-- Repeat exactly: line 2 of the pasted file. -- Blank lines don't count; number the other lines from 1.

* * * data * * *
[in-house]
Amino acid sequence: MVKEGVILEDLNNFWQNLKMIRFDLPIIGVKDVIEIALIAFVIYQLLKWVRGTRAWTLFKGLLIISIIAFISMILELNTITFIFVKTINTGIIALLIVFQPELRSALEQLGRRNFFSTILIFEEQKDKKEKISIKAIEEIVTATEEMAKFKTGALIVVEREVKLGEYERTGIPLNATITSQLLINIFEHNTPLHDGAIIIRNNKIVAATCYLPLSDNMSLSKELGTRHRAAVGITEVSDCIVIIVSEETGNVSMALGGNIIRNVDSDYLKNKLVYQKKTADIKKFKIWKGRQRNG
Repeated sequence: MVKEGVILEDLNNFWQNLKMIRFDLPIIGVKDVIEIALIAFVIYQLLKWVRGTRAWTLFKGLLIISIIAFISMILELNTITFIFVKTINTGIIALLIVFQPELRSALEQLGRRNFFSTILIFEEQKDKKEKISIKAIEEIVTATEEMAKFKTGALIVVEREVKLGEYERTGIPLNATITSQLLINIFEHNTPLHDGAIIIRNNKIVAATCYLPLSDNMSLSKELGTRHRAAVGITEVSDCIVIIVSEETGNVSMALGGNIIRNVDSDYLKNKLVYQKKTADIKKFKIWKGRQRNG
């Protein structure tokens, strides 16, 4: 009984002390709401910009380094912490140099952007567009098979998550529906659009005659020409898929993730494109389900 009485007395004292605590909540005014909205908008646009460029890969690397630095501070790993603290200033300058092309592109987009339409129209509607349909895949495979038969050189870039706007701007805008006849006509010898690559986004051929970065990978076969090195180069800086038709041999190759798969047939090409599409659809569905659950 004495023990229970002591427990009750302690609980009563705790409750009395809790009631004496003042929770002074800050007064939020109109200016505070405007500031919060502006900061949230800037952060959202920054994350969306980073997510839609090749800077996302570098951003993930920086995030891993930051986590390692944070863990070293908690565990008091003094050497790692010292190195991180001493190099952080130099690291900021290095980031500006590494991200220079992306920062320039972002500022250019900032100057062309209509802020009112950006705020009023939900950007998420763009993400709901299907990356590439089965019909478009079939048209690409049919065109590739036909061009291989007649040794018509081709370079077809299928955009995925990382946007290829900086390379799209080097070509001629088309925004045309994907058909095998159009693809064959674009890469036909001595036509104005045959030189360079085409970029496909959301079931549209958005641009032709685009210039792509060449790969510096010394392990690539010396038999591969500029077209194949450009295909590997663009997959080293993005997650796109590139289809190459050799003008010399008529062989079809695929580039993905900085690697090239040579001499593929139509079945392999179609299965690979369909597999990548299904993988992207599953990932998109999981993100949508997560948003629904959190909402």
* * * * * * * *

Amino acid sequence: MVKEGVILEDLNNFWQNLKMIRFDLPIIGVKDVIEIALIAFVIYQLLKWVRGTRAWTLFKGLLIISIIAFISMILELNTITFIFVKTINTGIIALLIVFQPELRSALEQLGRRNFFSTILIFEEQKDKKEKISIKAIEEIVTATEEMAKFKTGALIVVEREVKLGEYERTGIPLNATITSQLLINIFEHNTPLHDGAIIIRNNKIVAATCYLPLSDNMSLSKELGTRHRAAVGITEVSDCIVIIVSEETGNVSMALGGNIIRNVDSDYLKNKLVYQKKTADIKKFKIWKGRQRNG